Copper metal deposition processes are an essential tool for depositing interconnects used in microelectronic applications, giving group 11 (coinage metals: Copper, Silver, and Gold) an important place in atomic layer deposition (ALD) process development. A significant amount of development has been invested in the design and improvement of both processes and precursors of Cu+ and Cu2+ oxidation states over the last 20 years (see Figure 1).
Figure 1.The cumulative number of coinage metal ALD processes developed over the past 20 years.
The timeline for the development of silver and gold metal deposition precursors roughly follows their standard potentials (Table 1). This is probably due to ease of synthesis and isolation, since the reactivity of metal deposition precursors is loosely governed by their standard potential. A key element of precursor development is testing thermal stability, so processes involving Ag+ and Au3+ were quickly developed, but many high potential cations have still not been successfully incorporated into precursors.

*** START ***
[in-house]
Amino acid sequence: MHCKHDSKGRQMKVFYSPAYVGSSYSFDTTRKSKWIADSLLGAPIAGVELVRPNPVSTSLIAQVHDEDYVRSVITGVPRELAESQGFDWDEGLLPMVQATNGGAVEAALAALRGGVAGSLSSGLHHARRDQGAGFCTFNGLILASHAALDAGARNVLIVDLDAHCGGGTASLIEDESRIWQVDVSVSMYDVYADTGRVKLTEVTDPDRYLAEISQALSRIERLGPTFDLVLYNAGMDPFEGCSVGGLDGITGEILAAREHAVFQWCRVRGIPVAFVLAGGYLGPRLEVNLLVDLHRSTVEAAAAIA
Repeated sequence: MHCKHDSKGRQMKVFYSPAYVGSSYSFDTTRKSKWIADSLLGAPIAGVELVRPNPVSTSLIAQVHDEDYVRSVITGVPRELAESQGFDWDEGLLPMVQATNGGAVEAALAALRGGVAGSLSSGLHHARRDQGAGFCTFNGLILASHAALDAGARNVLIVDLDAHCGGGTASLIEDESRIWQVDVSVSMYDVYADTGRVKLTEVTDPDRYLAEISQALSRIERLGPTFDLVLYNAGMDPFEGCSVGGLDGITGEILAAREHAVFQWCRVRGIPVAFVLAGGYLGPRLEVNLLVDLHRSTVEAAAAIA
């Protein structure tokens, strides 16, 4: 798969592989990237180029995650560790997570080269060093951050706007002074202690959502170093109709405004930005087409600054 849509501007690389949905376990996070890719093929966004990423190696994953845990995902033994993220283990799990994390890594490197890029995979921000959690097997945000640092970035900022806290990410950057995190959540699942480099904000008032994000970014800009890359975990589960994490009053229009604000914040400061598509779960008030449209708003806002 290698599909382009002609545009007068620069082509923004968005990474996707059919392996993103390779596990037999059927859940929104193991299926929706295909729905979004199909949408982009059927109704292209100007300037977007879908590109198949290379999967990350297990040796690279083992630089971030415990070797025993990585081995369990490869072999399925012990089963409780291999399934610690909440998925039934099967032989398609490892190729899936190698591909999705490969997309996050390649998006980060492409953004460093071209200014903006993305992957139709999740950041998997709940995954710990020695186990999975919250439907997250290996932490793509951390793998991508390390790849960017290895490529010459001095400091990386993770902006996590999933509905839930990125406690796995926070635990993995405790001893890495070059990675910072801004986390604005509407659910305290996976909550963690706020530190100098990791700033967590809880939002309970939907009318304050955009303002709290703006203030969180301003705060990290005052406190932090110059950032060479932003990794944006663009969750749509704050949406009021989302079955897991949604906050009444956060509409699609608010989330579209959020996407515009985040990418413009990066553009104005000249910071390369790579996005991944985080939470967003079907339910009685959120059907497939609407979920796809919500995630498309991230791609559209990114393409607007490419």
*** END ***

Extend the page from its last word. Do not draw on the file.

In this article, we will discuss coinage metal deposition processes in order to provide a sense of the most critical precursors, reducing agents, and processes. This review is not comprehensive, but rather a brief perspective on the current state of the art. For a more in-depth discussion on precursor and process tabulation see the recent review by Puurunen.
Copper metal has been very well studied and a tremendous number of copper-based precursors have been developed, including halides, amidinates, guanidinates, β-diketonates, and aminoalkoxides (Figure 2).1 In general, thermal copper depositions can occur over a wide temperature range (120– 500 °C), while plasma and catalyzed depositions occur as low as room temperature, with the energy necessary for the process being supplied by the plasma, or circumvented by the catalyst. Interestingly, many depositions of copper by ALD start to exhibit non-self-limited, contionous growth (i.e., chemical vapor deposition, CVD) at 200–230 °C. Precursor examples (Figure 2) include Cu+ centers but are dominated by Cu2+.
Figure 2.A representative array of currently available precursors for copper metal deposition.
The Cu2+ dication is reduced relatively easily to copper metal measured against the oxidation of H2, but Cu2+ is the most difficult to reduce of any of the common oxidation states of any coinage metal. This might account for the tendency of copper precursors to have chemisorbed moieties containing Cu+, even if the precursor contained Cu2+ (see Table 1). A good example of this phenomenon can be seen with the copper(II) aminoalkoxides (Figure 3).
Figure 3.Thermal dehydrogenation of an aminopropoxide at a surface copper.